Police guarding Shinzo Abe didn't recognize suspicious man until first gunshot: Report


Abe died after being shot Friday by a gunman during a speech in the western city of Nara while campaigning for Sunday's upper house election.

Shinzo Abe | Photo: AFP

Tokyo: Police officers on duty at the venue where former Japanese prime minister Shinzo Abe was shot didn't recognize a suspicious man in the crowd until hearing the first gunshot, Japan's public broadcaster NHK reported on Saturday.

Abe died after being shot Friday by a gunman during a speech in the western city of Nara while campaigning for Sunday's upper house election.

Police arrested gunman Tetsuya Yamagami, 41, a resident of Nara, at the scene.Yamagami worked for the Maritime Self-Defense Force (MSDF) for three years until around 2005, NHK quoted defence sources as saying.

He was arrested at the site and local police retrieved what appeared to be a handmade gun from the vicinity of where the former prime minister was shot, according to government reports.

Japan's National Police Agency said that considering the circumstances of the crime scene, it plans to review the day's security arrangements for the former prime minister, NHK reported.

The agency cites possible problems with police arrangements for patrolling the area behind where Abe was speaking, the report said.

The report further states that some security experts point out the seriousness of police officers failing to stop the gunman from firing at Abe. "They say, first and foremost, the officers should have prevented the assailant from getting anywhere near Abe."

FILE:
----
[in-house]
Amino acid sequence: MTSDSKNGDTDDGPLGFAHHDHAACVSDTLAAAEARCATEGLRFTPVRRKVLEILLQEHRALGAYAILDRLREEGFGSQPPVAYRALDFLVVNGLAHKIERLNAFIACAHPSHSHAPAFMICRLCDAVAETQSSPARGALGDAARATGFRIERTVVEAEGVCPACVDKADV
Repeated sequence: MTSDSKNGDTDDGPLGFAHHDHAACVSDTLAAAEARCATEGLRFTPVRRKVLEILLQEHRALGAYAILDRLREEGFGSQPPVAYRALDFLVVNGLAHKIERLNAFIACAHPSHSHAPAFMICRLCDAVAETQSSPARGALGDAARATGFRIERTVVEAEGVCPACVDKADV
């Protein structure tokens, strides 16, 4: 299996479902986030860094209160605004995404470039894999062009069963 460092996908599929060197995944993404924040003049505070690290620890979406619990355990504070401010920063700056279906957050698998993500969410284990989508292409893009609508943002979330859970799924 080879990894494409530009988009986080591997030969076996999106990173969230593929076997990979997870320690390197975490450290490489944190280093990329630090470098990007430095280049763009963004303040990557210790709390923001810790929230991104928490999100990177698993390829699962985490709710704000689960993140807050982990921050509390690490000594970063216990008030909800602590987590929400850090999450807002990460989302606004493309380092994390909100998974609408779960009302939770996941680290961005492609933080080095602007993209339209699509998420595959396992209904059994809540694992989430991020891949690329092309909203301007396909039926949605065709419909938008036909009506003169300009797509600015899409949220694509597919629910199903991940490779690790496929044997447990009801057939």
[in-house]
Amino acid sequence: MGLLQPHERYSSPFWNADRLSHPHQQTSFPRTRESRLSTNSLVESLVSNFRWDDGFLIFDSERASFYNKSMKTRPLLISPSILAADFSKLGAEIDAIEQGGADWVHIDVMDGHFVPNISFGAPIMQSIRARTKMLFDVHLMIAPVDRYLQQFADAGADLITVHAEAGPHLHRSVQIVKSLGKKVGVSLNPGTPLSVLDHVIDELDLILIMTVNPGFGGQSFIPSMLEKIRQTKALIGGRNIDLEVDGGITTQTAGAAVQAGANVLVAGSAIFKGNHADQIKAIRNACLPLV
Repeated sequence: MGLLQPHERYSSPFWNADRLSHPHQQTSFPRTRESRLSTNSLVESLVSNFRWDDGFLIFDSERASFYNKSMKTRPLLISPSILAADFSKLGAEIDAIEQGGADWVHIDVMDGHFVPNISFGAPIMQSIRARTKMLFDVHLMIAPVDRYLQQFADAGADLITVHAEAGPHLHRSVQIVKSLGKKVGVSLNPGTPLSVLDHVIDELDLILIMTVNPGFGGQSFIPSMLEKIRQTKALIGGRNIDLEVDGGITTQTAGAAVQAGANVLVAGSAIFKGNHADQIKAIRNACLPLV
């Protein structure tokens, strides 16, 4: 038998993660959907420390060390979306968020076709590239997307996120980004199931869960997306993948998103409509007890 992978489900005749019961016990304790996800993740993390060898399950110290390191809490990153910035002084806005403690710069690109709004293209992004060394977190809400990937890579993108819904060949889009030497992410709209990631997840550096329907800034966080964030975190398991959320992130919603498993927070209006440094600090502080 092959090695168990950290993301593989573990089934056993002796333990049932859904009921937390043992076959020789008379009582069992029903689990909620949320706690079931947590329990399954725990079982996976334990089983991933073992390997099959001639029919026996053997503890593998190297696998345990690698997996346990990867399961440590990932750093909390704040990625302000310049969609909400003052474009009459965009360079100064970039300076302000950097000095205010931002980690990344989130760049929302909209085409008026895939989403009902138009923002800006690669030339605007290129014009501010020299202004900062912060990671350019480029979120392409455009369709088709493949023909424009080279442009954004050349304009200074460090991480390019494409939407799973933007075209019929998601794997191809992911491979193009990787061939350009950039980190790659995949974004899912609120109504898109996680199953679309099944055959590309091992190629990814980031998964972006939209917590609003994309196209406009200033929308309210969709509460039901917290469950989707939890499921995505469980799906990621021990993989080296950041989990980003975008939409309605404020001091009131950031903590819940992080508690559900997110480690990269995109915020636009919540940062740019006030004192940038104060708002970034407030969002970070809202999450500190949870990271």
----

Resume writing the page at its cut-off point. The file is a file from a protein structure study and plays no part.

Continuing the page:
On Saturday, the head of police in Nara Prefecture, Kazuo Ohashi, said the potential security issues in the case of the assassination of Shinzo Abe cannot be denied. "There is no denying that there was a security issue there," the official said in a press conference.

According to Ohashi, the assassination was an act of "inexcusable barbarism," and it is necessary to investigate the case "in the most thorough way."

Japanese prime minister Fumio Kishida earlier in his live address to the country yesterday said "this is not a forgivable act," and that authorities would "take appropriate measures to handle the situation."

Kishida further said that the motive behind Abe's shooting is not known. The Japanese PM also requested everyone to not speculate about any political ramifications at the time.

(ANI)

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